To be honest I do not know anything about composition: I have had no training or teaching about it and never understood the Golden Section. What I had to do is go by instinct or what “feels right” and in that way I have found some principles that works and creates an ease and a clarity in my paintings.
It is all about making the image clear and easy to read. If too many lines confuses the directions in the image and point this way and that way the eye do not know where to look, doesn’t know what is important.
The other thing I started doing is finding ways to frame what is important in the image. ( It sounds so naïve and simple that I feel retarded to exploit it) The frame helps to cut of the “not-so-important from the very-important. The framing lines circles in the focal points and simplifies the whole.
My first example is 2 sketches for the same cover.
The first version has lines all over the place. The figure is not framed, the sword is pointing the right way towards the figure, but the rest is not consistent.
The second version is overly simple in the way the spear, swords and faces and everything frames the main figure with arrow like lines. Here the spear points are actually arrows pointing to where I need you to look. Doesn’t get more simple than that. The rider functions as a stopper for all the action lines.
Here are some sketches that I have found exemplify my tricks:
1. This is the clearest I’ve got. The dragon creates a circle around the figure, ending in a face that points toward him. The magical barrier is a repeated circle shape enhancing the framing composition.
2. All the spider limbs points inward to the centre, the hair stripes points up toward the face. The centred image helps a lot to create calmness. The swords are the only messy/living lines in the composition.
3. Hair crown and arms with the billowing cloth all points toward the face. The bulky spider body creates a bowl-like shape that frames the figure.
4. All lines points toward the head. The volcano eruption is the calm straight line creating an ease/contrast to the more dynamic shaped lines of the dragon body.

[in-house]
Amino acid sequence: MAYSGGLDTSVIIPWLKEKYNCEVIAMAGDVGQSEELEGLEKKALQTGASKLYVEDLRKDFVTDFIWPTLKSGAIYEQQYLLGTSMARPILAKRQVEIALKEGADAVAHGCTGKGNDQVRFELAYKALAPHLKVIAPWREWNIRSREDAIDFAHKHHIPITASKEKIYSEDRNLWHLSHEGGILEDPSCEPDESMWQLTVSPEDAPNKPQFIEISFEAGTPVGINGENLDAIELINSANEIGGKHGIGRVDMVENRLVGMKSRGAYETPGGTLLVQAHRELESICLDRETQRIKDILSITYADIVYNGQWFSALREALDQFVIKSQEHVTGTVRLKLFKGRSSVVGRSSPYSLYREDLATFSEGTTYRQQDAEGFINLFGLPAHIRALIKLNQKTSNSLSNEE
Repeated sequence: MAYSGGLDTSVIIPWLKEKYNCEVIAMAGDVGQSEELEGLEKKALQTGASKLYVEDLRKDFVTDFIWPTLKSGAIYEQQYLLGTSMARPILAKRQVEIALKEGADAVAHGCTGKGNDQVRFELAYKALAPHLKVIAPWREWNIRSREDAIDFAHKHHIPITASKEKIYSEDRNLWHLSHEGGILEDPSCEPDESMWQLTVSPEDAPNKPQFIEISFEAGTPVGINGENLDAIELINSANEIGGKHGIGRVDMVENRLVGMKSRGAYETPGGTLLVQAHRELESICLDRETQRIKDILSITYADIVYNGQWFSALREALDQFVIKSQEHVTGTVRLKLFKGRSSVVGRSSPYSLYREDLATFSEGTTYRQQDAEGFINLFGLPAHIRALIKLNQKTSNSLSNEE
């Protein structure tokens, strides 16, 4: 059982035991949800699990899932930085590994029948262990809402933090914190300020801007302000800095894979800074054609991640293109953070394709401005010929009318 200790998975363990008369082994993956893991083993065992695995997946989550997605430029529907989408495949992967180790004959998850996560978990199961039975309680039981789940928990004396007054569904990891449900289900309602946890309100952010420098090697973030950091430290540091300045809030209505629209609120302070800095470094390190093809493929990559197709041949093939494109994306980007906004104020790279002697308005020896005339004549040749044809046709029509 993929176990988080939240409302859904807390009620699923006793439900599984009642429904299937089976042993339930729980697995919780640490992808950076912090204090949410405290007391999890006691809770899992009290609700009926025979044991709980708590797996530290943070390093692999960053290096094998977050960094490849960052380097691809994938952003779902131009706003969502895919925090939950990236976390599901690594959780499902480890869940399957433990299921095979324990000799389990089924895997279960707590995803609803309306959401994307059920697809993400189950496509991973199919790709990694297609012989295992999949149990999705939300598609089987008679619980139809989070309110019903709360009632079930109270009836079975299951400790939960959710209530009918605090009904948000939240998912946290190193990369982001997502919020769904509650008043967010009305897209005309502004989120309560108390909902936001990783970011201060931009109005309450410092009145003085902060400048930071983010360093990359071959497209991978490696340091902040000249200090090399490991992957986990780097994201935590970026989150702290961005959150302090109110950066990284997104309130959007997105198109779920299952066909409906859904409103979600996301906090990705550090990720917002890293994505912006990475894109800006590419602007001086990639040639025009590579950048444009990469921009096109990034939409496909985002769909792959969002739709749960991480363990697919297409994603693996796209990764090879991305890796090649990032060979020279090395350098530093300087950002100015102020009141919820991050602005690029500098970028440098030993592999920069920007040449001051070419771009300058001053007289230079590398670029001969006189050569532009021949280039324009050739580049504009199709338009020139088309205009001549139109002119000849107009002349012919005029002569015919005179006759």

5. Since I had a very little main figure in this image I had to make the 2 giants frame him by hulking over him. The arm of the giant to the right circles in the knight, as do the left giant by closing of the background with its body silhouette. The triangled shape of the snowy cliff pints up, like an arrow to the main figure.
6. This is almost the same as number 5. The whole composition is build up around framing circular shapes that closes around the main figure and his face. The cloak and the arm and the spear points toward the knight and his face.
Most, if not all, of these compositional elements are something that evolve during the sketching process. It doesn’t start by me saying “ I wanna do a circular shaped cover this time”. It is something that I catch when I see it, and enhance when I discover. But knowing about it ( a gut feeling standing on the shoulders of thousands of errors ) helps me to spot the good compositional lines when the opportunity presents itself.
Well, you've certainly have a keen for breaking down a composition. I could never point it out to myself in a thousand years. Well, maybe I could if I had a thousand years, but it seems simple enough to frame a composition and then I realize how many times I have to break away from drawing in order to not miss those very elements of which you've written.
Thanx for sharing these beautiful works.
pretty interesting one!! sometimes i see grat artits whose work doesnt shine due a poor composition… composition is like the 60 per cent to me… i try to do it thr best even when im placing minis in a diorama 🙂
It would've been great if you structured your text as mindful, as you structure your pictures!
Still, very useful information!
This is very helpful! I appreciate that you mentioned how you don't start with “I want to do a circular composition shape”, and how it evolves while you are sketching it out. You explained composition very clearly and concisely. Great stuff!
This is awesome. I never understood “composition rules” either, but the idea of noticing instinctual elements and enhancing them is great!
It's fixed. Blogger isn't as user friendly as one may think.
Sometimes I am not usefriendly